• Ok “Big Government” was a bit lazy but I can’t thing of another pithy term. I haven’t heard much complaint about it either, but, to me, the way the population, as a whole, have pretty much accepted and complied with the extraordinary restrictions, in just about every aspect of life, is really quite astonishing. It has all been generally accepted and hardly questioned over whether the lock-down and all the other measures were right or appropriate or proportionate and that seems extraordinary. I don’t know about a second spike, but my gut tells me there is something far wrong and it could be pretty terrible when the whole thing unravels.

      • I am really surprised that you have not come across much discussion of the rights and wrongs of the lock-down rules – I hear and read it all the time. What I think is mistaken is to attribute compliance to a meek citizenry in love with authority – it is way more complex than that.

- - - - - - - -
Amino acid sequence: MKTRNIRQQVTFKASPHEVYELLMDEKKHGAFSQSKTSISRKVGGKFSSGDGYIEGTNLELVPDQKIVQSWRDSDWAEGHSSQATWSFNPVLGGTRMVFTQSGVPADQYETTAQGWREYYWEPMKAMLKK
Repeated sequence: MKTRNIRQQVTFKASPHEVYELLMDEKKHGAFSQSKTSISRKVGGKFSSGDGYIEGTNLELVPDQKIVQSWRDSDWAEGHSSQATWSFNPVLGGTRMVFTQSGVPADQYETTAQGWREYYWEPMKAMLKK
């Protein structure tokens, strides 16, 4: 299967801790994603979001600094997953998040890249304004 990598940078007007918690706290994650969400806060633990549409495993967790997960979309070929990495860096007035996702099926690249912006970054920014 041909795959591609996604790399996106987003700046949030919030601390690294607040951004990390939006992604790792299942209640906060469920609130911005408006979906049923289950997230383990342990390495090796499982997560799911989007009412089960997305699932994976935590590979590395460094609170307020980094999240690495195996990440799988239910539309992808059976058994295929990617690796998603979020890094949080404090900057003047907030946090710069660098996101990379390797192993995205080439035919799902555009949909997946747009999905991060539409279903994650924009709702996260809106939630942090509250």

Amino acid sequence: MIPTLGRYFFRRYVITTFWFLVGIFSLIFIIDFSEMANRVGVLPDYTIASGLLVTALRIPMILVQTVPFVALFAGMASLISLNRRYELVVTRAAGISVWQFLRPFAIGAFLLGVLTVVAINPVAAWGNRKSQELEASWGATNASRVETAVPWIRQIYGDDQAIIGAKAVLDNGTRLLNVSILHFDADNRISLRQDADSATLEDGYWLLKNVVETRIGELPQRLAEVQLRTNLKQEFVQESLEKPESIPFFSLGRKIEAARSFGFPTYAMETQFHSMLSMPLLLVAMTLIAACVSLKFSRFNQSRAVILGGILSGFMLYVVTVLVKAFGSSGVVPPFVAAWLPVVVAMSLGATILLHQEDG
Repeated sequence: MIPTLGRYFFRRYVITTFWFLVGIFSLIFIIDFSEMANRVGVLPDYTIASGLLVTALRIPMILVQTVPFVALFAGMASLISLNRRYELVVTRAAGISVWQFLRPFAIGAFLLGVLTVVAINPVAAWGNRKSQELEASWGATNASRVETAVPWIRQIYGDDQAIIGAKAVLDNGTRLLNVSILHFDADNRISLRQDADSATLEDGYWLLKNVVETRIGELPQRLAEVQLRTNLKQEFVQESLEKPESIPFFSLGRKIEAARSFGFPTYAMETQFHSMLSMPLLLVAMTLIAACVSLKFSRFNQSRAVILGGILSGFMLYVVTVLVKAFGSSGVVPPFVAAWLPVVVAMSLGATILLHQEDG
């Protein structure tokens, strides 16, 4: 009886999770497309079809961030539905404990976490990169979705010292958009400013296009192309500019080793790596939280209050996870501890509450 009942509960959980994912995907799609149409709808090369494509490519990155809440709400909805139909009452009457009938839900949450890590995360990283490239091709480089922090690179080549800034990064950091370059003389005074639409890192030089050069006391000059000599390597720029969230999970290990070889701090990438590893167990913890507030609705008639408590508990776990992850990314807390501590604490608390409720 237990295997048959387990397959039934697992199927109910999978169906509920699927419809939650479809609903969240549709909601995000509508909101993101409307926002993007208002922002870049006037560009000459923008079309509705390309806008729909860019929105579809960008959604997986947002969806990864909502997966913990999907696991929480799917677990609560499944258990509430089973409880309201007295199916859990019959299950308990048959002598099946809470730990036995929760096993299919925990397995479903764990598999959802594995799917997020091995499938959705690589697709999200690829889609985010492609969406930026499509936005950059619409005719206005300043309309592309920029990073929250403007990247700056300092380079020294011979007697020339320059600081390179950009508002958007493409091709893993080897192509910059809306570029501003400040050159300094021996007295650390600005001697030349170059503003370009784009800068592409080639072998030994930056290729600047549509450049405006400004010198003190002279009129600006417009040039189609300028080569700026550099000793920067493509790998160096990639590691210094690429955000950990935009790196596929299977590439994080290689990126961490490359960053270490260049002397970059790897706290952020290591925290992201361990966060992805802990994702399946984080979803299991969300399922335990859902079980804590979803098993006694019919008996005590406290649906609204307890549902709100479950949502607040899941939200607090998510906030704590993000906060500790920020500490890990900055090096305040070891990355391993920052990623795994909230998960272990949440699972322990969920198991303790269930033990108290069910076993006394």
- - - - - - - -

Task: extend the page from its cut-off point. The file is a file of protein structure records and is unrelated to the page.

• Yes it is probably more complex as things always are. I think fear has played a big part and the media has helped that. My neighbour on one side is terrified to go out her door and the one on the other side was convinced she might catch it in her garden, although she has got over that. These are sensible people. I am sure governments recognise that fear is a useful tool to achieve compliance and there is something mildly tyrannical about the way the precautionary principle is wielded. I was listening to the Cabinet Secretary for Justice last night with a barely concealed threat if we didn’t behave this weekend. Are you quite relaxed about all of that?